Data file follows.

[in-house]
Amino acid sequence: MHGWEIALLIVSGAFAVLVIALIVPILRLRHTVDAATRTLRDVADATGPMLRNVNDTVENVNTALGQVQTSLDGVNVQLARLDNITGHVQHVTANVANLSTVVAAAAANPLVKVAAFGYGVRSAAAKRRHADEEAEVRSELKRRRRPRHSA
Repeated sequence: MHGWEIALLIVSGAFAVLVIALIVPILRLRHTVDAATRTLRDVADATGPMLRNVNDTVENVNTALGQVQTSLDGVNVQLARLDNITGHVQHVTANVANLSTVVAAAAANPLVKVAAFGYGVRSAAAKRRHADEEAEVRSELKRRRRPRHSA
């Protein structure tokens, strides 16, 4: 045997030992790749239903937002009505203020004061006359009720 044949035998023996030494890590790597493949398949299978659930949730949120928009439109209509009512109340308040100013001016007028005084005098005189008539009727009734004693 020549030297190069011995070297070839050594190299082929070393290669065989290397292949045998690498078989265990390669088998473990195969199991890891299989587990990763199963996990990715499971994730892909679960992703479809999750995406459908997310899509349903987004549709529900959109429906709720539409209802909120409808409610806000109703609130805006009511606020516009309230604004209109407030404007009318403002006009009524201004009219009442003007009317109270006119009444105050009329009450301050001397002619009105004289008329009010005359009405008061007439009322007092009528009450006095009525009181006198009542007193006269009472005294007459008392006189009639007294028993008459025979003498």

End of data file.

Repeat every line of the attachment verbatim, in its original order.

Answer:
[in-house]
Amino acid sequence: MHGWEIALLIVSGAFAVLVIALIVPILRLRHTVDAATRTLRDVADATGPMLRNVNDTVENVNTALGQVQTSLDGVNVQLARLDNITGHVQHVTANVANLSTVVAAAAANPLVKVAAFGYGVRSAAAKRRHADEEAEVRSELKRRRRPRHSA
Repeated sequence: MHGWEIALLIVSGAFAVLVIALIVPILRLRHTVDAATRTLRDVADATGPMLRNVNDTVENVNTALGQVQTSLDGVNVQLARLDNITGHVQHVTANVANLSTVVAAAAANPLVKVAAFGYGVRSAAAKRRHADEEAEVRSELKRRRRPRHSA
């Protein structure tokens, strides 16, 4: 045997030992790749239903937002009505203020004061006359009720 044949035998023996030494890590790597493949398949299978659930949730949120928009439109209509009512109340308040100013001016007028005084005098005189008539009727009734004693 020549030297190069011995070297070839050594190299082929070393290669065989290397292949045998690498078989265990390669088998473990195969199991890891299989587990990763199963996990990715499971994730892909679960992703479809999750995406459908997310899509349903987004549709529900959109429906709720539409209802909120409808409610806000109703609130805006009511606020516009309230604004209109407030404007009318403002006009009524201004009219009442003007009317109270006119009444105050009329009450301050001397002619009105004289008329009010005359009405008061007439009322007092009528009450006095009525009181006198009542007193006269009472005294007459008392006189009639007294028993008459025979003498």